black walnut firewood

9. Pecan Firewood

Although Pecan is technically a Hickory tree type, it still has a unique smell. I would describe it as a richer version of Hickory. I prefer smoking meats with it because it seems to get more flavor into the meat. Along with Hickory, it is also a very high-quality firewood with plenty of heat production and good coals for cooking.

  • Smell: Richer Hickory Scent
  • Heat Production: 28 million BTU/cord
  • Smoke: Low
stacked pecan firewood

10. Birch Firewood

Birch has a delightful but subtle smell. It is a nice addition to a fireplace or campfire without dominating the area. It produces more smoke than some other hardwoods, so be aware of the number of logs you are burning at once. Birch is softwood, so it does burn quickly and can be difficult for temperature control if you are cooking with it. I have heard some people describe Birch smoke as “nature’s incense.”

  • Smell: Subtle and Sweet
  • Heat Production: 21 million BTU/cord
  • Smoke: Moderate
Best Smelling Firewood

Bad Smelling Firewood to Avoid

The quality of the firewood also matters. If you think you have a type of wood that should be smelling better, check for moisture, mold, or fungus. As you can imagine, these can significantly change the scent of the wood. Green logs will also have a much higher concentration of oils, sap, and resin that can alter the smell.

But some firewood just smells bad. You may still use them in your stockpile for other reasons, but you may want to keep them for your outdoor fire pits.

1. Poplar Firewood

Poplar is renowned for having a strong scent that some people hate. I have heard it described as acrid. I recommend removing all bark and ensuring it is seasoned correctly to minimize the smell. Poplar does behave more like a softwood and can attract termites and rot easily.

If poplar firewood is clean and fully seasoned, then I don’t hesitate to add it to my fireplace.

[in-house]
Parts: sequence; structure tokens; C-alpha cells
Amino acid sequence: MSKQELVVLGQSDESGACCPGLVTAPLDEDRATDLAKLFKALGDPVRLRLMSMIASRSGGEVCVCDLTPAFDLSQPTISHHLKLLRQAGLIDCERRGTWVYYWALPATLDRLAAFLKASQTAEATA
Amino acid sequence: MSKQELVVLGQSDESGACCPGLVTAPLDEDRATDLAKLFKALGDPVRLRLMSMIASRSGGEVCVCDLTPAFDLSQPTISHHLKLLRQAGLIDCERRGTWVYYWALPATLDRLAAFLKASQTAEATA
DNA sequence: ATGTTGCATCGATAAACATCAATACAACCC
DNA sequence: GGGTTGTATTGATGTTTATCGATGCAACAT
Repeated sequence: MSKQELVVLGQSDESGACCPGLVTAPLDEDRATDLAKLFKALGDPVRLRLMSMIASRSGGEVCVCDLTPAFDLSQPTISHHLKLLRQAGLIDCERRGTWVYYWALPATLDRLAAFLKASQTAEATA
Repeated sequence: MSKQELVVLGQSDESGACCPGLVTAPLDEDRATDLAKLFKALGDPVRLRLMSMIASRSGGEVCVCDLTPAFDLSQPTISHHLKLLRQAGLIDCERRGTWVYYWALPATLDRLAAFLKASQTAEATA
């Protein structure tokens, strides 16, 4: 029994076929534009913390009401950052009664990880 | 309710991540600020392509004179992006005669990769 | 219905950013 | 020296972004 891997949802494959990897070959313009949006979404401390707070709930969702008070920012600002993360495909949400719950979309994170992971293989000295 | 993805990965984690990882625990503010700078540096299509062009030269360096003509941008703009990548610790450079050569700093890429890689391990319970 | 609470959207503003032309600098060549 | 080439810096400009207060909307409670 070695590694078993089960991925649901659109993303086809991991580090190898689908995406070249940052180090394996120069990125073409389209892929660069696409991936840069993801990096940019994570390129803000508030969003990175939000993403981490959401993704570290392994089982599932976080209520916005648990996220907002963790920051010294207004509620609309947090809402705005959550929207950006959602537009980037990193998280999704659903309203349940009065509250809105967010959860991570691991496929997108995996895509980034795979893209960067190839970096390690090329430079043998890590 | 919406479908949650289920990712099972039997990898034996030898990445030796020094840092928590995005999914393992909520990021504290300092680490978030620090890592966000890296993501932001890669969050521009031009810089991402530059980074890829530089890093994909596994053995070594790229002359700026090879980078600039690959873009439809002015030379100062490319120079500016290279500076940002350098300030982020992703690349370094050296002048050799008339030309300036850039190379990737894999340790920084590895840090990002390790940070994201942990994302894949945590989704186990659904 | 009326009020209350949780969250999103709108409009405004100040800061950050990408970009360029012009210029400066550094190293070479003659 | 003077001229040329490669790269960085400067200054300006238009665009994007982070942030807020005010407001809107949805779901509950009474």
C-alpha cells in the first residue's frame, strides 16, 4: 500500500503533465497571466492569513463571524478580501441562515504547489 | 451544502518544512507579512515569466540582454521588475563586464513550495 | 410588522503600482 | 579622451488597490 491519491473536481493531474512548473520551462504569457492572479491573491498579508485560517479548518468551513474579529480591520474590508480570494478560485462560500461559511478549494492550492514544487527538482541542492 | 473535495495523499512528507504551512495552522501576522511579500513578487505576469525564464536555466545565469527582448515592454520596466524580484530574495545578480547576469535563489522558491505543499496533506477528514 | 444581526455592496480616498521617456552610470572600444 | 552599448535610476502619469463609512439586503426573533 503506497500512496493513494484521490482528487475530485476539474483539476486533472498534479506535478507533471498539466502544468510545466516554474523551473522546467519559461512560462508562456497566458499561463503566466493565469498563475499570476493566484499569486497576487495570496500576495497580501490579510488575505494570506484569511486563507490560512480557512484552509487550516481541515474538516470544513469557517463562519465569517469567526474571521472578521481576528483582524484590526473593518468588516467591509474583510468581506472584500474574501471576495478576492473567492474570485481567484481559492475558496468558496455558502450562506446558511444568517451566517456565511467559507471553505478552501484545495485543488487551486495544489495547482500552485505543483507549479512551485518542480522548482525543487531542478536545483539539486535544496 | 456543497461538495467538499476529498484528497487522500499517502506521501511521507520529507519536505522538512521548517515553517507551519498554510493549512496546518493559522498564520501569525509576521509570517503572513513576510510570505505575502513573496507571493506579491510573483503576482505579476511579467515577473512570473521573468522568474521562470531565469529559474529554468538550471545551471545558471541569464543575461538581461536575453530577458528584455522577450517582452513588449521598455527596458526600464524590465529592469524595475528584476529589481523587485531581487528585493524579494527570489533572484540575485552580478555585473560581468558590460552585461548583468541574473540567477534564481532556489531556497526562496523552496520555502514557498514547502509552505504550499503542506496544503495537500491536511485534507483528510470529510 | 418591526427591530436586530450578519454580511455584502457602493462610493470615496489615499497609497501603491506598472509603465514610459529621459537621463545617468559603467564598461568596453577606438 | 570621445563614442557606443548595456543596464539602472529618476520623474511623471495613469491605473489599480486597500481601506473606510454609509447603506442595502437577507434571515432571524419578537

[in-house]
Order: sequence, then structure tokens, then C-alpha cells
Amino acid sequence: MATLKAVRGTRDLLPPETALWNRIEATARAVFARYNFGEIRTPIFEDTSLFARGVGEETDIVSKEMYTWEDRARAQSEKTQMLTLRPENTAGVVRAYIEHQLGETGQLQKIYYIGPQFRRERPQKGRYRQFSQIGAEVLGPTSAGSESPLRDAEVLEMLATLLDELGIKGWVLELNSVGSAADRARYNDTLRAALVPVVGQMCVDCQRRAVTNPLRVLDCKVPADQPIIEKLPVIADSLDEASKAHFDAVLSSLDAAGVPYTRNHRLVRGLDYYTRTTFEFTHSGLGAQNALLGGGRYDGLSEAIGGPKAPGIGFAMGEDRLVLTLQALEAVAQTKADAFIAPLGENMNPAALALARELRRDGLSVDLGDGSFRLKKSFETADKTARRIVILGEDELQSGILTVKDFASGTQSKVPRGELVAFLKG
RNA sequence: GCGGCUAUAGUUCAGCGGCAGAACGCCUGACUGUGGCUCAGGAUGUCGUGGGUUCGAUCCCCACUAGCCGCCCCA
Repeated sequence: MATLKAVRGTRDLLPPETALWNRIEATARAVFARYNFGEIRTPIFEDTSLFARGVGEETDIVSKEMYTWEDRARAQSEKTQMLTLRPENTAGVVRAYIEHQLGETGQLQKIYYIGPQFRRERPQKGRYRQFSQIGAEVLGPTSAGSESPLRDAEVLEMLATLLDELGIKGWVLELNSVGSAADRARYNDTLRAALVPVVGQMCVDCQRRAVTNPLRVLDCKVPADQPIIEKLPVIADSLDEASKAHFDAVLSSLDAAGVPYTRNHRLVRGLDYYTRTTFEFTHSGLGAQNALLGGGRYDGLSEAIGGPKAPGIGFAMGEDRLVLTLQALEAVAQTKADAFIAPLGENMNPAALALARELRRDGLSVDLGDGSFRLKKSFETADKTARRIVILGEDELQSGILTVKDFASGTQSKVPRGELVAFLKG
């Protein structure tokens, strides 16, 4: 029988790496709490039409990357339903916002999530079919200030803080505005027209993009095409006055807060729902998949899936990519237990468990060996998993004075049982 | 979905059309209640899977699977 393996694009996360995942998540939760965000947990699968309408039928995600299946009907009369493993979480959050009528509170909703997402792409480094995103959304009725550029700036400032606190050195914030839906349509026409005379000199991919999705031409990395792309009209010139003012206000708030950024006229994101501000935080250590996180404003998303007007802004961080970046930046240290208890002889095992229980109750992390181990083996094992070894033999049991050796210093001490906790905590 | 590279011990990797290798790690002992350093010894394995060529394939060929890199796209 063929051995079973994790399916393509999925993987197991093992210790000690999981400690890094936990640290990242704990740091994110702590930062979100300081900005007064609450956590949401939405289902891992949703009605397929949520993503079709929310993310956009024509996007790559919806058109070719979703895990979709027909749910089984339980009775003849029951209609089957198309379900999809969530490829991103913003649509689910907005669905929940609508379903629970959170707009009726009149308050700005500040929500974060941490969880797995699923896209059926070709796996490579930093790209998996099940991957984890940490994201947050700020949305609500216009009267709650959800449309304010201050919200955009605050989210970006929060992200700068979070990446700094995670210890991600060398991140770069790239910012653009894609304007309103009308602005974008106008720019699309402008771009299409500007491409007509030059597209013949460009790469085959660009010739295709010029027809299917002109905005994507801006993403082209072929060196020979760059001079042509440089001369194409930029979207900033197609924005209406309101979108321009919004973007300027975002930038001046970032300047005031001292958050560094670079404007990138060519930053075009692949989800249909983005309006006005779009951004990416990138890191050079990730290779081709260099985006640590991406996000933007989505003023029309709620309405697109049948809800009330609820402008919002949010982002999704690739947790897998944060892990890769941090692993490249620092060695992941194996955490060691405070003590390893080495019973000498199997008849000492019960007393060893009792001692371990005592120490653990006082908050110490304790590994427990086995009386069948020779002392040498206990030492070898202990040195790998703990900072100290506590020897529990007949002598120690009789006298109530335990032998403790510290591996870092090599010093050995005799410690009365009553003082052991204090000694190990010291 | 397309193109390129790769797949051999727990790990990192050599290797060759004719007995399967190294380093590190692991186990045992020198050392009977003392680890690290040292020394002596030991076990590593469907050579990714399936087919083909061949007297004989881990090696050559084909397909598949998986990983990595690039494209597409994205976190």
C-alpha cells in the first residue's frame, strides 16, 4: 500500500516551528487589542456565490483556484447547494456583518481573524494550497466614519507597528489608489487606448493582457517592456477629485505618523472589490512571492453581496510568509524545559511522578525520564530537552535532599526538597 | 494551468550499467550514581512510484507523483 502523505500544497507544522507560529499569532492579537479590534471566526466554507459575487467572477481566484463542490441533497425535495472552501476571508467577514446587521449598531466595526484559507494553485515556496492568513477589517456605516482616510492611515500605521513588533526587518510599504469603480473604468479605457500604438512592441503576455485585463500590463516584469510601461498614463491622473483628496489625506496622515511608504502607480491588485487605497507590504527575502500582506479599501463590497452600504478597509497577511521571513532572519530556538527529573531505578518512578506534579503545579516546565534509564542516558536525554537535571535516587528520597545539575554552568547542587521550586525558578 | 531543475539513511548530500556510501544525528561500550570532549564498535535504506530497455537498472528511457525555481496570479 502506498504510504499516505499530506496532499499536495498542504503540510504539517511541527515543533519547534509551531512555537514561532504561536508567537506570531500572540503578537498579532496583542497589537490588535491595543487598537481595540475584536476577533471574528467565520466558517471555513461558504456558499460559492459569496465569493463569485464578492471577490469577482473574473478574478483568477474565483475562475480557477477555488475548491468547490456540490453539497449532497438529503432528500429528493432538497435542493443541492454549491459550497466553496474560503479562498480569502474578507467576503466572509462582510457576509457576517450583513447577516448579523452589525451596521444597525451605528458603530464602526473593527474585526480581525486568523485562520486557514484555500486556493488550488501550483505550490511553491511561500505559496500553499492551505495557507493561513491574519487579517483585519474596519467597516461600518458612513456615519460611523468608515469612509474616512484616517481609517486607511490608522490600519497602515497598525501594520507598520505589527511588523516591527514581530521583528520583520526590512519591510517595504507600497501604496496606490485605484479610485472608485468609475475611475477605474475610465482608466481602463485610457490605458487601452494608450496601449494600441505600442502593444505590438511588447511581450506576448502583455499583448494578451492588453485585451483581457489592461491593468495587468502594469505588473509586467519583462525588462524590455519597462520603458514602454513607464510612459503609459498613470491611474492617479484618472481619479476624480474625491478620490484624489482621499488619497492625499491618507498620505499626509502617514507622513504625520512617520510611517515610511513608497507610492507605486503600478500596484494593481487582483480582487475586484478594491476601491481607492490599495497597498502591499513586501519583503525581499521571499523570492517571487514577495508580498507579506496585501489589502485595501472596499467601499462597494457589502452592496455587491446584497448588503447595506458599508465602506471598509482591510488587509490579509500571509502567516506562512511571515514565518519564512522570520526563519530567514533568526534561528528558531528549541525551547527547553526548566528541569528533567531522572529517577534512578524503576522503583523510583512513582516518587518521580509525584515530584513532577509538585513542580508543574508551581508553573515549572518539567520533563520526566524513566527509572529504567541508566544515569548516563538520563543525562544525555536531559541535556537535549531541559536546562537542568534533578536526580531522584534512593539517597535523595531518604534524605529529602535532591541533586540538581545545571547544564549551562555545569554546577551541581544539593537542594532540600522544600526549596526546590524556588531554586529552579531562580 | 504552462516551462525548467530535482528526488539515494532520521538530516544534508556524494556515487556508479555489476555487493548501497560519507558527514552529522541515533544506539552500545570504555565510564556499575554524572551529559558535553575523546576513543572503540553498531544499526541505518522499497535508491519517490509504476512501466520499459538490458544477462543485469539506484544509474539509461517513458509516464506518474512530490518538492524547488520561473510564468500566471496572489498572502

• Smell: Strong, Sweet, Acrid
  • Heat Production: 14 million BTU/cord
  • Smoke: Moderate
poplar firewood

2. Catalpa Firewood

Another controversial firewood is Catalpa. I does have a slightly spicy smell that I have found unbearable at times. One of the reasons for this is its combination of low heat production and moderate smoke generation. So to get a hot fire all night, you need to burn significantly more wood than other options, which builds the scent over time.

I avoid Catalpa when cooking meat but will use it in outdoor fire pits or camping when other wood is scarce.

  • Smell: Spicy
  • Heat Production: 16 million BTU/cord
  • Smoke: Moderate

3. Eucalyptus Firewood

Eucalyptus oil is used extensively in medicinal products, so many people associate the smell of the wood with the smell of medicine. It has a unique scent that can be calming on its own, but as soon as your mind associates those two products, it can be challenging to enjoy.

Note – Eucalyptus wood is not dangerous to burn, but the oil in leaves can be, so ensure you remove all leaves before burning.

  • Smell: Medicinal
  • Heat Production: 34 million BTU/cord
  • Smoke: Low
eucalyptus firewood

Firewood Smell Database

If you want to see more firewood types than I have highlighted above, then please have a read through this database of different wood species and their smell when burnt:

SpeciesSmell StrengthSmell Description
AlderSlightLight, Sweet
AppleExcellentLight, Sweet, Fruity
AshSlightNeutral
AspenSlightUnique, Poor
BasswoodGoodMinimal
BeechGoodFaint, Nutty
BirchSlightSubtle and Sweet
BoxelderSlightFoul
CatalpaBadSpicy
CedarGoodAromatic Oils, Pleasant
CherryExcellentRich, Tangy
ChestnutGoodPleasant, Nutty
CottonwoodBadCat Urine
Douglas FirSlightPleasant, Pine
ElmPoorAbsorbs Fell of Surroundings
EucalyptusPoorMedicinal
HackberrySlightPleasant, Minimal
HemlockGoodDistinct Wood Odor
HickoryExcellentSweet, Spicy, Earthy
Honey LocustSlightMinimal Smell
JuniperExcellentRich, Deep Wood, Berries
LarchStrongPleasant
Black LocustSlightMinimal
MapleGoodSweet, Syrup
MesquiteExcellentStrong, Tangy, BBQ
MulberryGoodSweet, Pleasant
OakGoodMild, Earthy
PearExcellentLight, Sweet
PecanGoodRicher Hickory Scent
PineGoodSubtle, Sweet
PoplarBitterStrong, Sweet, Acrid
Red CedarExcellentEarthy, Citrusy
SpruceSlightNo Odor
SycamoreSlightSlightly Unpleasant
WalnutGoodEarthy, Sweet, Subtle
WillowStrongUnpleasant Urine Odor

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Michael Culligan

I am a lumber worker who performed logging services for Oregan's forestry industry for over a decade. I have spent years honing my skills and experience to become a well-rounded axeman. I enjoy timbersports and have ranked in my local lumberjack competitions. I'm exited to share my knowledge of axes and lumber tools with everyone to help. I also have a large collection of restored vintage axes that I carefully maintain.